Fear, Fury and the Fight   Leave a comment


By Lori Rodeheaver

David and Jonathan have spoken privately and David is to wait as Jonathan goes to find out his father’s intentions.  Because David trusts Jonathan with his life, he listens to him and goes and hides while Jonathan heads to the new moon feast and sits down with Saul.

 So David hid himself in the field. And when the new moon came, the king sat down to eat food. 25 The king sat on his seat, as at other times, on the seat by the wall. Jonathan sat opposite, and Abner sat by Saul’s side, but David’s place was empty.~1 Samuel 20:24-25

Although it was likely a very large feast, the text gives the impression that this is an elite table of big heads.  It seems that this table was meant for only four men – Saul, Jonathan, David, and Abner.  A few things are notable: 1. Saul sat with his back to the wall.  He was as paranoid as he was guilty and insecure. Sin makes us unstable. 2. Saul’s right hand man was neither his militarily courageous and honorably proven son, Jonathan, nor David who had also proven himself as such.  No.  Saul’s right hand man was Abner – his uncle who was a traitor and whose ambition really was for Saul’s throne. Sin makes us stupid. 3. David appeared to be extremely highly esteemed in Saul’s house.  Sin makes us inauthentic.

Let’s see what happens when David plays hooky.

 Yet Saul did not say anything that day, for he thought, “Something has happened to him. He is not clean; surely he is not clean.” 27 But on the second day, the day after the new moon, David’s place was empty. And Saul said to Jonathan his son, “Why has not the son of Jesse come to the meal, either yesterday or today?” 28 Jonathan answered Saul, “David earnestly asked leave of me to go to Bethlehem. 29 He said, ‘Let me go, for our clan holds a sacrifice in the city, and my brother has commanded me to be there. So now, if I have found favor in your eyes, let me get away and see my brothers.’ For this reason he has not come to the king’s table.”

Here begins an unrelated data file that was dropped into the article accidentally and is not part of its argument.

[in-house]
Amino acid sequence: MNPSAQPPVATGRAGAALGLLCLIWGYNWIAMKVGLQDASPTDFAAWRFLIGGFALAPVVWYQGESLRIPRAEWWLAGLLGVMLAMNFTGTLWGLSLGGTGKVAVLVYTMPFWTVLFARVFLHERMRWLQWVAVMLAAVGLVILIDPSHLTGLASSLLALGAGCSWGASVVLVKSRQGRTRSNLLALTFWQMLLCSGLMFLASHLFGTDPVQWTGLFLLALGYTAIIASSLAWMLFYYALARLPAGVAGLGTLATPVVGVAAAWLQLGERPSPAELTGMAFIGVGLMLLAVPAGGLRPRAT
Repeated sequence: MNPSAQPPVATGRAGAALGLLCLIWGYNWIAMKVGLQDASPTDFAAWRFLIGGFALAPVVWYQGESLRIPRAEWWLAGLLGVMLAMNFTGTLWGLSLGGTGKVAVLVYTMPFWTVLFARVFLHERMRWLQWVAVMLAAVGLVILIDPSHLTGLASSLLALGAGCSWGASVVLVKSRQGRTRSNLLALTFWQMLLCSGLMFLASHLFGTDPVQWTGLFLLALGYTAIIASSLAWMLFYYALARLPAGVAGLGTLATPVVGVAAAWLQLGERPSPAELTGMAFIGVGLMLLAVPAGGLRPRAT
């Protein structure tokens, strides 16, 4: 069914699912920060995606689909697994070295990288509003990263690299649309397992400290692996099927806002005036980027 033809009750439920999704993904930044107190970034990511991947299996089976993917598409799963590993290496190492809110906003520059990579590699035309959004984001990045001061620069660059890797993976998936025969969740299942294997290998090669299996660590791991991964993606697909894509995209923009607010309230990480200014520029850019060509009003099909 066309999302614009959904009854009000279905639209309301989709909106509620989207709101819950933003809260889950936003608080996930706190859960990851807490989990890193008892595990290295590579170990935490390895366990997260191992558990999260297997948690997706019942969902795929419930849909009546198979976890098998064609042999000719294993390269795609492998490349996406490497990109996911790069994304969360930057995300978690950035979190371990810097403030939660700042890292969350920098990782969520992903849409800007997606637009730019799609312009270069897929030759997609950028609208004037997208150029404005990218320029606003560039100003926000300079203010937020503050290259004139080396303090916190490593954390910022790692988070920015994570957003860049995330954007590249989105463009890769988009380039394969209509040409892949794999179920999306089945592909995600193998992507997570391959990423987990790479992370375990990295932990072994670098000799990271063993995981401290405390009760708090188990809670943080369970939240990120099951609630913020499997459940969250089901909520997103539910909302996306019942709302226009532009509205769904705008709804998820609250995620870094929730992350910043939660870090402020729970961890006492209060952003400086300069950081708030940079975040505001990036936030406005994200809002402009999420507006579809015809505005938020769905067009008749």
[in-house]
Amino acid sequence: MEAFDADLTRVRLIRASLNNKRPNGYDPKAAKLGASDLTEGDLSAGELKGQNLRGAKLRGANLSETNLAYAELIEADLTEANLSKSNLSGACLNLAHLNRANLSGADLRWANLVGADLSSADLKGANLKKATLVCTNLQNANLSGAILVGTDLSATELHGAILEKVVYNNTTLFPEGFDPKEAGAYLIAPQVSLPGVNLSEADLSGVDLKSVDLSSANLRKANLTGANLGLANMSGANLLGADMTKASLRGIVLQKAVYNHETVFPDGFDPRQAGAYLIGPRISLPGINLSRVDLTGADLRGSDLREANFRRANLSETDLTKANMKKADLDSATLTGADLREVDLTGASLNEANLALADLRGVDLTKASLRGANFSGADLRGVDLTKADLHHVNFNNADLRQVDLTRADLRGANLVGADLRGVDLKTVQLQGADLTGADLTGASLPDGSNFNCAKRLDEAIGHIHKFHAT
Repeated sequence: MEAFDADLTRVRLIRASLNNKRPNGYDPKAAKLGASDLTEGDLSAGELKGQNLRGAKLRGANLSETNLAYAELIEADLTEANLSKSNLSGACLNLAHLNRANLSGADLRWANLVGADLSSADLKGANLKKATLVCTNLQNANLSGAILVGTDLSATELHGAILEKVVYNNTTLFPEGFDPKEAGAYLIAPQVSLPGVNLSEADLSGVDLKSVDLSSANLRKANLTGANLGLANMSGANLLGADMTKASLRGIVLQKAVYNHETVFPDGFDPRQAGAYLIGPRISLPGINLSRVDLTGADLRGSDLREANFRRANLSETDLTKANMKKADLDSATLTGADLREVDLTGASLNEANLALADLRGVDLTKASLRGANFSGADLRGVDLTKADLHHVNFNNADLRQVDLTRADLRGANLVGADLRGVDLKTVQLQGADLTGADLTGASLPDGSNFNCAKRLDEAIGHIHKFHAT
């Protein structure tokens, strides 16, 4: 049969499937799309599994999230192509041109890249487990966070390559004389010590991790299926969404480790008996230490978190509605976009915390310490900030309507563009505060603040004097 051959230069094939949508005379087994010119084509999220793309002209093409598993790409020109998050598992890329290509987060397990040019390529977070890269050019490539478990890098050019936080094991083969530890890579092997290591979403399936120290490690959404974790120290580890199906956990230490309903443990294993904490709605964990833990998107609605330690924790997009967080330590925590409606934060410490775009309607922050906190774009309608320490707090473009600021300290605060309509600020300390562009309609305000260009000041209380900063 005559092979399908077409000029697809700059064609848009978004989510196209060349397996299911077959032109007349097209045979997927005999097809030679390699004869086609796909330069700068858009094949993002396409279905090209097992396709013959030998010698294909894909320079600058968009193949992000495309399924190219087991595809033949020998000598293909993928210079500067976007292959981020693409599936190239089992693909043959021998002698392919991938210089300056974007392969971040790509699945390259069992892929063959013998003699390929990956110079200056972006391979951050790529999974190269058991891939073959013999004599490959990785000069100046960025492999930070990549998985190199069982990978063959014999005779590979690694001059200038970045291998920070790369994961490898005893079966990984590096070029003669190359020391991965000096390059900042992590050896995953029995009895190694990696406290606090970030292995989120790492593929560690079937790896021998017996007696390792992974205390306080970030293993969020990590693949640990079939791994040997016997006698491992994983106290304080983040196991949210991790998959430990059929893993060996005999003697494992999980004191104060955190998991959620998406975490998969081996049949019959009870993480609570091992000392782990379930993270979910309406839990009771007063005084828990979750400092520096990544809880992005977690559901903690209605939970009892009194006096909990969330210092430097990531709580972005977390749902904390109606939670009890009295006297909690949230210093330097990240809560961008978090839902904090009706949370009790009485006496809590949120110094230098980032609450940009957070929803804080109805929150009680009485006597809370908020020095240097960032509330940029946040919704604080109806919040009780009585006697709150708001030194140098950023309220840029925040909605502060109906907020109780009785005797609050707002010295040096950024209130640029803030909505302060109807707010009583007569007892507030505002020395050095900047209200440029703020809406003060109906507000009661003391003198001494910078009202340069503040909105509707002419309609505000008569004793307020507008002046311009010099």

30 Then Saul’s anger was kindled against Jonathan, and he said to him, “You son of a perverse, rebellious woman, do I not know that you have chosen the son of Jesse to your own shame, and to the shame of your mother’s nakedness? 31 For as long as the son of Jesse lives on the earth, neither you nor your kingdom shall be established. Therefore send and bring him to me, for he shall surely die.” 32 Then Jonathan answered Saul his father, “Why should he be put to death? What has he done?” 33 But Saul hurled his spear at him to strike him. So Jonathan knew that his father was determined to put David to death. 34 And Jonathan rose from the table in fierce anger and ate no food the second day of the month, for he was grieved for David, because his father had disgraced him. ~1 Samuel 20:26-34

When one man is absent from a four man table, he’s bound to be missed.  Saul gives David one day.  He chalks the first “offense” up to life’s unpredictable circumstances.  But the second day, Saul really does begin to wonder.  Keep in mind that this is a man sitting with his back tot he wall.  He’s outrageously fearful, suspicious, and insecure even without this unknown cropping into his life.

Saul asks Jonathan where David is.  David was right – Saul was paying attention to their allegiance to one another.  He knew that if anyone knew David’s story, it would be Jonathan.

But Jonathan lies to protect David.  It doesn’t matter how valid the excuse for David’s absence was, when Saul realizes that his evil plans have been frustrated, he becomes irate.  Not only does he lose his temper uncontrollably, he turns on Jonathan and blames him for his own frustration and disappointment.

First, Saul begins to name-call.  He tears down Jonathan’s character calling him, in modern terms, a son of a whore, a traitor, and a fool.  Many a man’s rage begins with a flurry of profanity.